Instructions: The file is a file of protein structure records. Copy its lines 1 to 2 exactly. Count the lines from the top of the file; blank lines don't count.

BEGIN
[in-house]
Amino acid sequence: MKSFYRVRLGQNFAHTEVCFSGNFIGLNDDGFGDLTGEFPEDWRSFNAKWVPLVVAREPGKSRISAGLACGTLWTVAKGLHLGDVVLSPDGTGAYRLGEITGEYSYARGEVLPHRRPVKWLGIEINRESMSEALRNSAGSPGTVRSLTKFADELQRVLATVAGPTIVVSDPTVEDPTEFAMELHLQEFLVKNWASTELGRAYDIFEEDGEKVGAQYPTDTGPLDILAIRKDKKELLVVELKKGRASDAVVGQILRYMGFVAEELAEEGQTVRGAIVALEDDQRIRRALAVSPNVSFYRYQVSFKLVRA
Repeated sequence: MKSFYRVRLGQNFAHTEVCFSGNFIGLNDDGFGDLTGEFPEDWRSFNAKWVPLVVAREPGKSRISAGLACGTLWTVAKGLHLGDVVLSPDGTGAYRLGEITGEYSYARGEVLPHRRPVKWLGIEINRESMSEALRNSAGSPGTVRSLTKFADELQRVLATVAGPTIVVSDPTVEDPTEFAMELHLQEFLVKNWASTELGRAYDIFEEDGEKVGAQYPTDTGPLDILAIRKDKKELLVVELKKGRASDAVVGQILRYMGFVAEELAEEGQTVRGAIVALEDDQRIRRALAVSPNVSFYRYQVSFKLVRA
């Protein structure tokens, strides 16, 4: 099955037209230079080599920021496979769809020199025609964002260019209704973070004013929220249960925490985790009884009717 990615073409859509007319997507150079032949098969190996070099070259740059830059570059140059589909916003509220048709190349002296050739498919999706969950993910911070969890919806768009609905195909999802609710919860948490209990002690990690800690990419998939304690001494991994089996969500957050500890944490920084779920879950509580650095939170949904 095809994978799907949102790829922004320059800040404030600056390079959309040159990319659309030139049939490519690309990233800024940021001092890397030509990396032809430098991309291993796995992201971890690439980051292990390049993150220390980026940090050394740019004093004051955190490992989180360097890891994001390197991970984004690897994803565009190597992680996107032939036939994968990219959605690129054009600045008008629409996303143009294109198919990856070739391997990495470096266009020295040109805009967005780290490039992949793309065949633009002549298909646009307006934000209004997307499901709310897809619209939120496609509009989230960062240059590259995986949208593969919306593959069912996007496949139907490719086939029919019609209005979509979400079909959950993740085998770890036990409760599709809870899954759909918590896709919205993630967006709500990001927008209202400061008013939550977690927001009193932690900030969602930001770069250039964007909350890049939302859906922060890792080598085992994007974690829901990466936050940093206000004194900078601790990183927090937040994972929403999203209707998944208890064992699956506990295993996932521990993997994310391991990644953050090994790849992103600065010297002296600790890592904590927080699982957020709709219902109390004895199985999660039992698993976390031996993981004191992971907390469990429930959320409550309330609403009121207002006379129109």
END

[in-house]
Amino acid sequence: MKSFYRVRLGQNFAHTEVCFSGNFIGLNDDGFGDLTGEFPEDWRSFNAKWVPLVVAREPGKSRISAGLACGTLWTVAKGLHLGDVVLSPDGTGAYRLGEITGEYSYARGEVLPHRRPVKWLGIEINRESMSEALRNSAGSPGTVRSLTKFADELQRVLATVAGPTIVVSDPTVEDPTEFAMELHLQEFLVKNWASTELGRAYDIFEEDGEKVGAQYPTDTGPLDILAIRKDKKELLVVELKKGRASDAVVGQILRYMGFVAEELAEEGQTVRGAIVALEDDQRIRRALAVSPNVSFYRYQVSFKLVRA